In terms of beliefs, viewpoints, and moral and ethical standards, society has
changed dramatically. What was considered corrupt a era ago is no longer thought
so. The craving for a good life, additional opportunities, and luxury has opened
up new paths for expansion.
However, the same objectives have pushed us to a fast-paced lifestyle with less
time for ourselves and personal reflection. Children would have been affected by
these social and individual expansions. They are now subjected to an
ever-increasing racing, competitiveness, and stress in order to improve their
performance in every field, which has added to the complexity.
Since 2015, India had a new act that allows the treatment of juveniles above 16
years of age to be treated as adults. This change brought about various
objections as well. This short article is deal with the provisions of Indian
laws on the treatment of children as adults.
Heinous Offence Meaning:
The Juvenile Justice (JJ) Act Of 2015 Divides Offences Into Three Main
- Petty offences
- Serious offences
- Heinous offences
The term 'heinous offences' as per Section 2(33) of the Juvenile Justice Act
2015 refers to crimes for which the Indian Penal Code, 1860 or any other law in
force instructs a minimum sentence of seven years in jail imprisonment or more.
A minimum duration of incarceration of seven years or more is required for an
offence to be categorize as a "heinous offence."
The crime of 'murder or rape, which is punishable by death or
imprisonment "for a time period of not less than seven years, but which may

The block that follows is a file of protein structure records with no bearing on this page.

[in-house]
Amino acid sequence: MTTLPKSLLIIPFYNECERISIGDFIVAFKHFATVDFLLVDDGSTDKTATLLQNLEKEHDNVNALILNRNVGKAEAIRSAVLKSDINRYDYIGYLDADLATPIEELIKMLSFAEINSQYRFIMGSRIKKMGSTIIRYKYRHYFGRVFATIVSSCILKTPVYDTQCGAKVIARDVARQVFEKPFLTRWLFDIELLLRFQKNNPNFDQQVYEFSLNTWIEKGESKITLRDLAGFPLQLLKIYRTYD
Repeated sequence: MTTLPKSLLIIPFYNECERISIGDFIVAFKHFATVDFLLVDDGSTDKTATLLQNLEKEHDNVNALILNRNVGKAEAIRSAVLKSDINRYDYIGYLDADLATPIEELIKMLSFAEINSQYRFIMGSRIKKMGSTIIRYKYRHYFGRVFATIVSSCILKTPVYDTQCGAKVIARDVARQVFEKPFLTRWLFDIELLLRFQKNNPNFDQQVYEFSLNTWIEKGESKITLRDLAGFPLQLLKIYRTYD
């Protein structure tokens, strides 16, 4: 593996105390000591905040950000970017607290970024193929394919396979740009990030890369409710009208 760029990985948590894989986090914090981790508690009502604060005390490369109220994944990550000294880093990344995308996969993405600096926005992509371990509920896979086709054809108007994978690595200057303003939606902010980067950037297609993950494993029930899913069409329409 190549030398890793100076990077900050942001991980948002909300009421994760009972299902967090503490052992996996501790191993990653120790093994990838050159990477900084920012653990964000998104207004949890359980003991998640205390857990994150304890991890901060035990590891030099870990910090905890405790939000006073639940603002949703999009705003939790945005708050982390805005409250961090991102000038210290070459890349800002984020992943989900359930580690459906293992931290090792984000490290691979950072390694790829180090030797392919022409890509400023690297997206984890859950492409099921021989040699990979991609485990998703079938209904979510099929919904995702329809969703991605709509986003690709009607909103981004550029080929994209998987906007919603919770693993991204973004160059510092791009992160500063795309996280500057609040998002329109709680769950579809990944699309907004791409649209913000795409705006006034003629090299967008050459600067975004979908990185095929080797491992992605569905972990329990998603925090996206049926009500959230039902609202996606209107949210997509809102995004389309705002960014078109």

extend to life imprisonment or death," will be considered as 'heinous offence'
because the least punishment is seven years in jail.
Are minor be treated as an adult in India?
Minor is only be treated as adult if he / she commits any heinous crime like
murder, rape, etc. and their crime is proved(only in heinous offences) decided
by JJB on preliminary assessment (Section 15)
- Mens rea and physical capacity
- Ability to understand the consequences of offences
- Circumstances in which offences are committed
- Process regarding the trial of the offenders:
- Brief information regarding the Juvenile Justice Act:
- According to the JJ Act, 2015, a juvenile is a person who has not completed 18 years of age. However, the Act also provides for a special provision for trying juveniles in the age group of 16-18 as adults in cases of heinous offences.
- Step 1: Preliminary assessment by the JJB:
- The Juvenile Justice Board (JJB) is a quasi-judicial body that deals with cases involving children in conflict with the law.
- Preliminary assessment: It has conducted a preliminary assessment regarding the mental and physical capacity of the juvenile to commit such an offence, the ability to understand the consequences of the crime, and the circumstances in which it was allegedly committed.
- The assistance of psychologists: The JJB has to take the assistance of psychologists or experts who have experience working with children in difficult times and undergo training concerning Section 15 of the JJ Act, 2015.
- Social Investigation Report: The JJB also has to consider the Social Investigation Report or Social Background Report prepared by a probation officer or a social worker after interacting with the child or his family.
- The JJB has to provide a copy of its order to the child, his family, and his legal aid counsel.
- Step 2: Transfer of case to the Juvenile Court (Children's Court):